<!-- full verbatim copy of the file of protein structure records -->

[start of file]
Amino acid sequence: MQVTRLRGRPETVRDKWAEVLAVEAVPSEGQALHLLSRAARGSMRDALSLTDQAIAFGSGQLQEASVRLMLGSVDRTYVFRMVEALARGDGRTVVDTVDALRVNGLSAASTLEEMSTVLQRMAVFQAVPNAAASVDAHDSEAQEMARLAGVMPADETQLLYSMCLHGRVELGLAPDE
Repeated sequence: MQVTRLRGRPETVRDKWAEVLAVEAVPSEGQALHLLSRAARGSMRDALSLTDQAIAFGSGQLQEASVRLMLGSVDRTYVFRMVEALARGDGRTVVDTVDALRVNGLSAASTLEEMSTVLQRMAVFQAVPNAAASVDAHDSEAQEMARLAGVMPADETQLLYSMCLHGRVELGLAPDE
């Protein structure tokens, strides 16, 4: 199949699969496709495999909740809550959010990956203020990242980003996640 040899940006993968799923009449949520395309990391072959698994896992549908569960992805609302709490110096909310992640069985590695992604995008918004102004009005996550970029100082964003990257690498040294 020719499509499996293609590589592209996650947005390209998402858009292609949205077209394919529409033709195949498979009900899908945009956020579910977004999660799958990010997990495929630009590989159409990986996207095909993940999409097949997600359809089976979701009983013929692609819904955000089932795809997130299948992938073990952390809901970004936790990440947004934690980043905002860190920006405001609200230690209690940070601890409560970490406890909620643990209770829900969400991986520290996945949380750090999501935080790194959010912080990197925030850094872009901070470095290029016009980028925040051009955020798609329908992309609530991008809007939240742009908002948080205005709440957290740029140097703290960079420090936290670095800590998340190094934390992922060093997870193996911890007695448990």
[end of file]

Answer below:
Amino acid sequence: MQVTRLRGRPETVRDKWAEVLAVEAVPSEGQALHLLSRAARGSMRDALSLTDQAIAFGSGQLQEASVRLMLGSVDRTYVFRMVEALARGDGRTVVDTVDALRVNGLSAASTLEEMSTVLQRMAVFQAVPNAAASVDAHDSEAQEMARLAGVMPADETQLLYSMCLHGRVELGLAPDE
Repeated sequence: MQVTRLRGRPETVRDKWAEVLAVEAVPSEGQALHLLSRAARGSMRDALSLTDQAIAFGSGQLQEASVRLMLGSVDRTYVFRMVEALARGDGRTVVDTVDALRVNGLSAASTLEEMSTVLQRMAVFQAVPNAAASVDAHDSEAQEMARLAGVMPADETQLLYSMCLHGRVELGLAPDE
């Protein structure tokens, strides 16, 4: 199949699969496709495999909740809550959010990956203020990242980003996640 040899940006993968799923009449949520395309990391072959698994896992549908569960992805609302709490110096909310992640069985590695992604995008918004102004009005996550970029100082964003990257690498040294 020719499509499996293609590589592209996650947005390209998402858009292609949205077209394919529409033709195949498979009900899908945009956020579910977004999660799958990010997990495929630009590989159409990986996207095909993940999409097949997600359809089976979701009983013929692609819904955000089932795809997130299948992938073990952390809901970004936790990440947004934690980043905002860190920006405001609200230690209690940070601890409560970490406890909620643990209770829900969400991986520290996945949380750090999501935080790194959010912080990197925030850094872009901070470095290029016009980028925040051009955020798609329908992309609530991008809007939240742009908002948080205005709440957290740029140097703290960079420090936290670095800590998340190094934390992922060093997870193996911890007695448990």